By John Eckberg
Enquirer staff writer
As managing director of Taft HR Solutions, Cindy-Ann L. Thomas would never dream of missing work on Jan. 2. In fact, she looks forward to the day.
"My telephone is lit up like a Christmas tree," says Thomas, an attorney who heads the affiliate company of Taft, Stettinius & Hollister, formed about a year ago in the offices of one of the region's largest law firms.
The holidays, she says, "mark the beginning of my season of executive sensitivity training."
Taft HR Solutions has been operating 13 months, providing training and seminars for workers, managers and executives about workplace discrimination or harassment and accusations.
"You have all those office parties from the previous month," Thomas says. "People have said and done and touched things that they should not have said, done and touched."
As many companies know - and others learn the hard way - a simmer of sexuality can turn into a costly sizzle when alcohol is stirred with power at an office party.
And as companies plan their summer cook-outs, human resources firms and divisions are bracing for the second-busiest season of the year: misconduct at summer parties.
Generally, the law does not hold a company responsible for actions of workers outside of working hours.
However, when an employer's social function has a business purpose, wrongdoing and corporate liability go together like draft beer and pretzels, particularly for the companies that have not made any effort to train workers about the perils of harassment.
The HR arm of Taft, which offers online, individualized training as well as group and personalized sessions to companies, is not viewed as a threat by the local human resources community, said Steve Browne, director of human resources for CDS Associates Inc., a Blue Ash-based engineering and architectural consulting firm.
"A lot of companies will not have their own HR division, and a legal background is a big plus," said Browne, who also is president of the Greater Cincinnati Human Resources Association.
"It's cheaper to be proactive, much cheaper," says Thomas. "There are still a number of companies out there that think anti-harassment is something that's nice to have and not a must-have."
Why a must-have? Without work force training in place, she says, companies cannot rely on an affirmative defense, that is, an implication that the firm tried to comply with the law but that some individual spurned their best efforts.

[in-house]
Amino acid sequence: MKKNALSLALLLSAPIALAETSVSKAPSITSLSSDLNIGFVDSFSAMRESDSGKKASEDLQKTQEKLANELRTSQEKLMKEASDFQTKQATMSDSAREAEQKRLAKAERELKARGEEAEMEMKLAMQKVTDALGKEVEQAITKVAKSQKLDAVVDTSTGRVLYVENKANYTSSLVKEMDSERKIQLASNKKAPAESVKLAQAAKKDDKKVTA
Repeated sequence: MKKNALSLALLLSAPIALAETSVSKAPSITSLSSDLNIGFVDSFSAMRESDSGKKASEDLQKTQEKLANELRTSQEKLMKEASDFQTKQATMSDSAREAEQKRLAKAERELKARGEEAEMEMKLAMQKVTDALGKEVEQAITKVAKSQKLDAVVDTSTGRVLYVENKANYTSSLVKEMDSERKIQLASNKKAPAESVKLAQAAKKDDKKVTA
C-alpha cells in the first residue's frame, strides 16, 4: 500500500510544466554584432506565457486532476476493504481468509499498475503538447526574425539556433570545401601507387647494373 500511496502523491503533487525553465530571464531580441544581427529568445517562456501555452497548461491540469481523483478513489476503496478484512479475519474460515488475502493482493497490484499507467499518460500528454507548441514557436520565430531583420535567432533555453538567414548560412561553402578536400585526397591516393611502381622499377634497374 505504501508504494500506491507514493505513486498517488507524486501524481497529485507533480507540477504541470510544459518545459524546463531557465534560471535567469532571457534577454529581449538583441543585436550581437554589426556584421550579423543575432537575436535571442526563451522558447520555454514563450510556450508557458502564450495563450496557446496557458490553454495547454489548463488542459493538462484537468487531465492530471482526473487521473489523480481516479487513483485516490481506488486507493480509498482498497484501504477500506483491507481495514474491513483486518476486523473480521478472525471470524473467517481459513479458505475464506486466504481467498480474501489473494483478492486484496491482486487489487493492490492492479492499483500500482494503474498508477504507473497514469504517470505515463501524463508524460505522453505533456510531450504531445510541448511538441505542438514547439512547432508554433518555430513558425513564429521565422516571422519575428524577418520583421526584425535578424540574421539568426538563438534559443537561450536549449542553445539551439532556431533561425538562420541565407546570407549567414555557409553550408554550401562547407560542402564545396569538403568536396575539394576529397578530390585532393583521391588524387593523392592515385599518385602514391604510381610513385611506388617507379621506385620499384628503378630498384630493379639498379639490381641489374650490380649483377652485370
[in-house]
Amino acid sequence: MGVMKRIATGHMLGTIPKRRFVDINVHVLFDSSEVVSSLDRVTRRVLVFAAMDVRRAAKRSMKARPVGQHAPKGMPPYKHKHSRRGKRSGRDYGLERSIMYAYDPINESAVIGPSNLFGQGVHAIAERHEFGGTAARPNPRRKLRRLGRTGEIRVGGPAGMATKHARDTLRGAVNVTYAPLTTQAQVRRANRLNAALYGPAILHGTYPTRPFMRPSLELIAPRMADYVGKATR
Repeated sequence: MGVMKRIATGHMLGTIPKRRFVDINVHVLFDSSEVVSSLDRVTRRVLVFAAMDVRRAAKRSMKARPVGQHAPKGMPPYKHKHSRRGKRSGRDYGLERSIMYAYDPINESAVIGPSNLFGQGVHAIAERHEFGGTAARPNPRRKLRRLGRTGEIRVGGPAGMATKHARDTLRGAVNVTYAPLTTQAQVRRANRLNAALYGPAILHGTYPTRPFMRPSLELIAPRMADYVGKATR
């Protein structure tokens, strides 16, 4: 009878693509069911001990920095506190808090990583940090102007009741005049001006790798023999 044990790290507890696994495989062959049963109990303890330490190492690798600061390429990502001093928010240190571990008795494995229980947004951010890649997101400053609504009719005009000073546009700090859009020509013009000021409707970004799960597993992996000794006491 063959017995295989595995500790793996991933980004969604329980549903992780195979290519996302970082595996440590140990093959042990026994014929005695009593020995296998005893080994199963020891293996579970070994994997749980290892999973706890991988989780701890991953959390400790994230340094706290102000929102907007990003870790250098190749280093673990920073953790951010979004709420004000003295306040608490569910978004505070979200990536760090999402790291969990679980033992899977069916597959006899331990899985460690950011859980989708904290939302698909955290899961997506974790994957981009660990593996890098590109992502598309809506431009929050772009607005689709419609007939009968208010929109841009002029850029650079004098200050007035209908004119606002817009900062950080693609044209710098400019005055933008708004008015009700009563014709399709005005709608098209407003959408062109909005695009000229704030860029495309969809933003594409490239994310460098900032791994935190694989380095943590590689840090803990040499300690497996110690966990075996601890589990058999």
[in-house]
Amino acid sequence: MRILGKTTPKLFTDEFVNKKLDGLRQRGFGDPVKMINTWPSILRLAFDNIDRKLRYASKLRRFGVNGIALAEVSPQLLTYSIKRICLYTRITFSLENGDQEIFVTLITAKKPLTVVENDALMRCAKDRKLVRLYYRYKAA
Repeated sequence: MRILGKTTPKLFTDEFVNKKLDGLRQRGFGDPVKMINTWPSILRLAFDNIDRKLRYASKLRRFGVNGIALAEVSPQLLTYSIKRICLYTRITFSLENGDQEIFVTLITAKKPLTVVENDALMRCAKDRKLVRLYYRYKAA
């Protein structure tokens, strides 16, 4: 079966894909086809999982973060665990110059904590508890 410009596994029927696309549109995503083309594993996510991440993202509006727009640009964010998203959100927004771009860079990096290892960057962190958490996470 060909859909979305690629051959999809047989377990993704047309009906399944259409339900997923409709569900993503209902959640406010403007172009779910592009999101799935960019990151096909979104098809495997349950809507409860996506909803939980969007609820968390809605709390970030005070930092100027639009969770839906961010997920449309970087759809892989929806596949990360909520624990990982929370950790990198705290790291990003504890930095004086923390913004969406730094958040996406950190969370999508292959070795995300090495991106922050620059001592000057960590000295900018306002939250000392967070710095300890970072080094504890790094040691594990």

"The Supreme Court has said if you don't deliver workforce training in area of harassment, then just go ahead and get ready to write a big check," she says. "A decision by a company not to train their workforce, that's Russian roulette. It's hoping that you'll be 40 percent of the companies that will not be sued."
Another surprise is that in Ohio, personal assets are at risk if a worker wins a judgment against a co-worker, manager or executive: Houses, cars, boats, seven-figure bank accounts and 401Ks, all go into the mix. All are up for grabs.
"That is the biggest jaw-dropper, and that's why so many executives behave after our sessions," she said.
The creation of the Taft affiliate is an example of a growing trend at law firms, said Melissa Josephs, director of equal opportunity policy for Women Employed, a Chicago-based nonprofit organization founded in 1973 that advocates better employment opportunities for women.
While it may seem counterproductive for a law firm to create a company that helps clients avoid legal bills, the bread-and-butter for most law firms, Thomas contends that the litigious nature of work these days gives firms few choices.
"Harassment comes in so many different forms: notes, carved soap, lots of different and creative ways to harass," she said. "I hate to say that, but there really are."
Workplace misconduct can be expensive for American companies:
Following a jury trial, Federal Express of Memphis was ordered in February to pay $3.2 million to a Wrightstown, Pa., woman because male workers created a hostile work environment.
In April the entertainment company Cirque du Soleil agreed to pay $600,000 to settle an employment discrimination case brought by a performer who was fired because he was HIV-positive.
Dial Corp. in April 2003 was forced to pay $10 million to 100 women from a federal consent decree that detailed a pattern or practice of sexual harassment at a Montgomery, Ill., factory that made soap for the Dial brand, as well as Coast, Tone and Pure & Natural.
Workplace harassment is not just about sex.
The U.S. Equal Employment Opportunity Commission in 2003 resolved 87,755 charges brought by workers.
Of those charges, 30 percent were for gender or sexual discrimination; 35 percent for racial discrimination; 28 percent for retaliation; 24 percent for age discrimination; 19 percent for discrimination because of a disability. (Some were for more than one.)
Employers paid $236 million in claims last year - down from $257 million in 2002.
Source: G. Neil, a Sunrise, Fla., HR firm
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